UNIVERSITY PLACE, Wash. – David Chung, Byeong-Hun (Ben) An and Peter Uihlein are all very familiar names to followers of amateur and college golf.
Chung, a third-team All-American as a sophomore at Stanford last season, won the Porter Cup and Western Amateur this summer.
An, who will be a freshman at California this fall, became the youngest player to capture the U.S. Amateur last year, at age 17.
Uihlein, a first-team All-American as a sophomore at Oklahoma State last season, was a quarterfinalist at the 2009 U.S. Am and went 4-0 in helping lead the U.S. to victory last year at the Walker Cup.
Not surprising that this trio will be among the final four playing Saturday morning in the semifinals of the 110th U.S. Amateur Championship at Chambers Bay.
But what about the last member of this year’s final four?
That would be Patrick Cantlay, 18, an incoming freshman at UCLA. He joined the elite group Friday when he defeated Jed Dirksen, 21, and a junior at Iowa, on the 20th hole in his quarterfinal match.
Unless you’ve followed junior golf over the past few years or looked closely at a handful of amateur tournaments this summer, you’re probably not too familiar with the young man from Los Alamitos, Calif.
But make no mistake: Cantlay is far from being an outsider when it comes to talent and success. Don’t expect him to be intimidated when he takes on Uihlein Saturday morning.
“Hey, I’m still here,” Cantlay said. “I feel comfortable being here (in the semifinals) and feel comfortable playing this golf course. I’ve been getting more confidence as the week goes on.”
Cantlay certainly has had his share of success, winning numerous junior titles, including the 2009 Western Junior and the 2010 California State High School Championship, which he says to this point is his most memorable victory because “my team, my coach and my family were all there to share it with me.”
He’s had a pretty solid summer on the amateur front and said coming into his second U.S. Amateur – he missed making match play in 2009 – he felt good about his game and the way he was playing.
“I played in a couple amateur tournaments last summer, so I knew what to expect this summer coming out,” Cantlay said. “I felt comfortable and felt like I belonged (at that level). I’m just doing my own thing and really just sticking to my game and not worrying about anybody else.”
He started the summer with a tie for 18th at the Sunnehanna Amateur and then finished fourth at the Southern California GA Amateur. His best showing came with a second at the Southern Amateur. He tied for 17th in the stroke-play portion of the Western Amateur to just miss advancing to the Sweet 16 and match play. A week before the U.S. Am, he tied for 11th at the Scratch Players Championship.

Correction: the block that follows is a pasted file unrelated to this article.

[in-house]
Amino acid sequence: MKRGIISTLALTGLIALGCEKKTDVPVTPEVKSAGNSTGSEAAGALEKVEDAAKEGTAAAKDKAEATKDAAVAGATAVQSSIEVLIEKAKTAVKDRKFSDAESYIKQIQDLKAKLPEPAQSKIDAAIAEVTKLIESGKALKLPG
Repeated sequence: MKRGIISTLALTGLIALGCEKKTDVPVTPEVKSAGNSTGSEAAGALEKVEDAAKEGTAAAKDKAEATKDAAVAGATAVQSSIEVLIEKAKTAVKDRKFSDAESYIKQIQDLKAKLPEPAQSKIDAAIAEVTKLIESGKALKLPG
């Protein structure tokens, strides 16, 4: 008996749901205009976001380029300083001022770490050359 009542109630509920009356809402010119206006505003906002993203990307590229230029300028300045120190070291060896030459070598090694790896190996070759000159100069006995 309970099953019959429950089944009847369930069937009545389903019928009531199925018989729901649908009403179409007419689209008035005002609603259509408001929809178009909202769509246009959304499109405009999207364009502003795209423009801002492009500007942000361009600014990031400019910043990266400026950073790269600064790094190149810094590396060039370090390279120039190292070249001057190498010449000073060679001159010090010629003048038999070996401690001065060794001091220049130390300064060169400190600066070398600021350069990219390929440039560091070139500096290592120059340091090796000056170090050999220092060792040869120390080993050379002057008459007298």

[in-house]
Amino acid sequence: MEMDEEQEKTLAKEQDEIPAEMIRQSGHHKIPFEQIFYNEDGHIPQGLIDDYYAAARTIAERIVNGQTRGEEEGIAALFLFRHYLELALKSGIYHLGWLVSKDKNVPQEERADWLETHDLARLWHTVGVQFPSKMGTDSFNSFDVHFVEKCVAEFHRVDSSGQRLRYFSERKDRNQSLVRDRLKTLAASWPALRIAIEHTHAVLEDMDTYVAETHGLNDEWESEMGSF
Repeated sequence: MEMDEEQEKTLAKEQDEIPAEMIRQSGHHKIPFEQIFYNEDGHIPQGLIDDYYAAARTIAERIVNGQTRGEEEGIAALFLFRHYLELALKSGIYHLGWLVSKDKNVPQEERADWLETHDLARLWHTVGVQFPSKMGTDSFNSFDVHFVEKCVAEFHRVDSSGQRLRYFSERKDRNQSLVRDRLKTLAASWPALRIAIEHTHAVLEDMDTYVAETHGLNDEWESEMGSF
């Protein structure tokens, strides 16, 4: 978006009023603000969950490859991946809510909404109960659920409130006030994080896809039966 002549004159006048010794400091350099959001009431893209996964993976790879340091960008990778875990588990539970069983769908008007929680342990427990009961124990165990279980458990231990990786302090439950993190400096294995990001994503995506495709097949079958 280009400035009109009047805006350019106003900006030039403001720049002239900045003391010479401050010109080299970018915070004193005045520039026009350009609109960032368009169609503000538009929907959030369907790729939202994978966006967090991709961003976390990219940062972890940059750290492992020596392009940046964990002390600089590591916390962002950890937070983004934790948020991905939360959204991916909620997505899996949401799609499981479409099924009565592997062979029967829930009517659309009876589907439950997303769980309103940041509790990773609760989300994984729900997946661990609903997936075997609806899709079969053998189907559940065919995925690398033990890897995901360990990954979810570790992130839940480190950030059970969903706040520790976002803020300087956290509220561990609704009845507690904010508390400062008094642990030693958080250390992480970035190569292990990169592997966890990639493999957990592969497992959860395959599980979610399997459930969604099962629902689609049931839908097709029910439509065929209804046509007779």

He’s been impressive all week here at Chambers Bay, tying for second in stroke-play qualifying.
“Everything so far has come together this week,” Cantlay said. “I’m hitting it pretty good, and I’ve made a good amount of putts. For the most part, I’ve made all my short- to mid-range putts.
“I’m hitting it fairly good off the tee as well. Most of all, I’m putting myself on the correct side of the fairway and making sure I don’t short-side myself off the tee.”
The Cantlay-Dirkson match was a grind from start to finish.
Cantlay won the first hole, Dirksen the third, Cantlay the fourth and Dirksen the fifth. Cantlay then took the match’s biggest lead when he won No. 6 with a par and No. 7 with a birdie to go 2 up.
Dirksen, the only quarterfinalist who carried his own bag, won Nos. 10-11 with birdies to square the match, and then took his first lead at No. 14 when his chip shot from 50 feet settled 2 inches from the hole for a conceded par.
It was a lead he held as the players went to the par-5 18th hole, where Cantlay sent the match to extra holes with a par.
Both made par at the 19th hole (No. 1) and Cantlay’s par at the next hole proved to be the winner.
“t was a really tough match, so right now it feels great to be here,” Cantlay said.
If you think Cantlay is the odd man out in this final four grouping, consider this: An was in this same situation last year at Southern Hills. All he did was go on to hoist the Havemeyer Trophy.
Cantlay says when he’s not playing golf, he enjoys hanging out with friends, playing ping pong and sleeping.
“Other than golf, I feel like I’m pretty much like a normal guy my age,” he said.
Is playing golf not normal?
“It’s not that, it’s just not everyone plays golf,” Cantlay said.
And most of all, not everyone plays golf as well as this young UCLA Bruin.